In a recent talk at the Data Engineering Summit 2023 in Bangalore, a conference by AIM, Sunil Krishnareddy, VP & Head of Data Engineering services at Genpact, shed light on the evolving landscape of data engineering in the era of Artificial Intelligence (AI). With a career spanning 25 years, starting as a software engineer with Infosys and leading application development practices for global Hi-tech customers, Sunil has a proven track record of delivering digital transformation programs for the world’s Fortune 500 companies.
The Evolution of Data Engineering
Sunil began his talk by emphasizing the importance of data in the current age. He quoted historian Yuval Noah Harari, who suggested that in the future, the only contribution of human beings will be their own data. This statement underscores the significance of data and its potential to drive AI and machine learning advancements.
Sunil also highlighted the rapid pace of technological change, with hundreds of AI tools emerging daily. He stressed that the success of AI is largely dependent on good data engineering.
Data-Driven vs Value-Driven Organizations
One of the key topics Sunil discussed was the difference between data-driven and value-driven organizations. He explained that while technology allows organizations to access and analyze vast amounts of data, the real challenge lies in deriving value from this data.
Sunil argued that data in itself has no value and is, in fact, a cost to produce, store, transform, and consume. The real value of data lies in its ability to drive business outcomes. He encouraged organizations to start from their business outcomes and work backwards to see how data can assist in achieving these outcomes.
Data Mesh vs Data Fabric
Sunil also touched upon the debate between adopting a data mesh or a data fabric approach to data architecture. He explained that a data mesh is a decentralized approach where governance is decentralized and data is provided as a set of data products. On the other hand, a data fabric is a more centralized approach where data consumers and producers interact through a middle layer.
He suggested that neither approach is inherently superior; the choice depends on an organization’s specific needs. However, he noted that many organizations are settling on a middle path that combines elements of both approaches.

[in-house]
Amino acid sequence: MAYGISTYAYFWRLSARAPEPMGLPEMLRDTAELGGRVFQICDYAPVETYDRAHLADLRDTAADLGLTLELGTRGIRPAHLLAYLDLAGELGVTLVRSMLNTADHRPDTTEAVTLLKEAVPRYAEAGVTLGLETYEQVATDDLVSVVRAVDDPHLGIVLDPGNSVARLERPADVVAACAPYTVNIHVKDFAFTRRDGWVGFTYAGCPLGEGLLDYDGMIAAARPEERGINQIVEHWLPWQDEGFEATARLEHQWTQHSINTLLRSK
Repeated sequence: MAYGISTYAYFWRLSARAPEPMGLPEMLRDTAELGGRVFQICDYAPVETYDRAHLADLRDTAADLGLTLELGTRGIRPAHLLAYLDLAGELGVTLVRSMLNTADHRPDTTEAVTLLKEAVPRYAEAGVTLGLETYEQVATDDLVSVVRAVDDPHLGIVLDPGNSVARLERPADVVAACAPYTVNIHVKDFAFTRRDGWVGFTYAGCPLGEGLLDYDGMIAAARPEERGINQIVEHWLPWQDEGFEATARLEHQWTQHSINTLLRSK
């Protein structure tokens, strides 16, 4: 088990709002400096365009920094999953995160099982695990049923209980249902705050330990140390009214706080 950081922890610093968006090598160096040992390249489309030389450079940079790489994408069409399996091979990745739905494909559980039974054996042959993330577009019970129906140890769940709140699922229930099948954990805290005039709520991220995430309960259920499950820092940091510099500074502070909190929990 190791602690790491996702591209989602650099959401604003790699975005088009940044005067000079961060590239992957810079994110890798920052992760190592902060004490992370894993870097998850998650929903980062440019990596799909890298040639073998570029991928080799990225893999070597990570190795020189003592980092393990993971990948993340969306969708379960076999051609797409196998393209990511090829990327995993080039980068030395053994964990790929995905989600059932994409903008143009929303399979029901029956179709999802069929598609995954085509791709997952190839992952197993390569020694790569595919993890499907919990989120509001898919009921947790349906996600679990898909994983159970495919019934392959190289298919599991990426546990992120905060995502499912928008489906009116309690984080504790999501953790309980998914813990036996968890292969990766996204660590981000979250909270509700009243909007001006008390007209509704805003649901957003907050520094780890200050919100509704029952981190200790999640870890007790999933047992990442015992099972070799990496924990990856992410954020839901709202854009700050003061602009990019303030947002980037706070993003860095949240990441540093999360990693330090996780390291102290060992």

Data Lakes, Data Warehouses, and Streams
Sunil discussed the convergence of data lakes, data warehouses, and streams. He noted that while traditionally, data warehouses were suited for structured data and data lakes for unstructured data, modern software can handle both. Similarly, while these systems were traditionally suited for batch data, modern software can also handle real-time data streams.
The Importance of Metadata and Data Catalogs
Sunil emphasized the importance of metadata and data catalogs in understanding and managing data. He likened data catalogs to the labels on bottles, without which one wouldn’t know what they’re drinking. Similarly, without a data catalog, organizations are “flying blind,” unable to fully understand or utilize their data.
He also highlighted the importance of data lineage, which shows how data flows through an organization. This can be crucial for understanding how data transforms as it moves through different systems and for maintaining data quality.
Key Insights from the Talk
- The success of AI is largely dependent on good data engineering.
- Data in itself has no value; its value lies in its ability to drive business outcomes.
- The choice between a data mesh or a data fabric approach to data architecture depends on an organization’s specific needs.
- Modern software can handle both structured and unstructured data, as well as batch and real-time data streams.
- Metadata and data catalogs are crucial for understanding and managing data.
Sunil’s talk provided valuable insights into the evolving landscape of data engineering and underscored the importance of understanding and managing data effectively in the age of AI. His insights serve as a guide for organizations navigating the complex world of data engineering.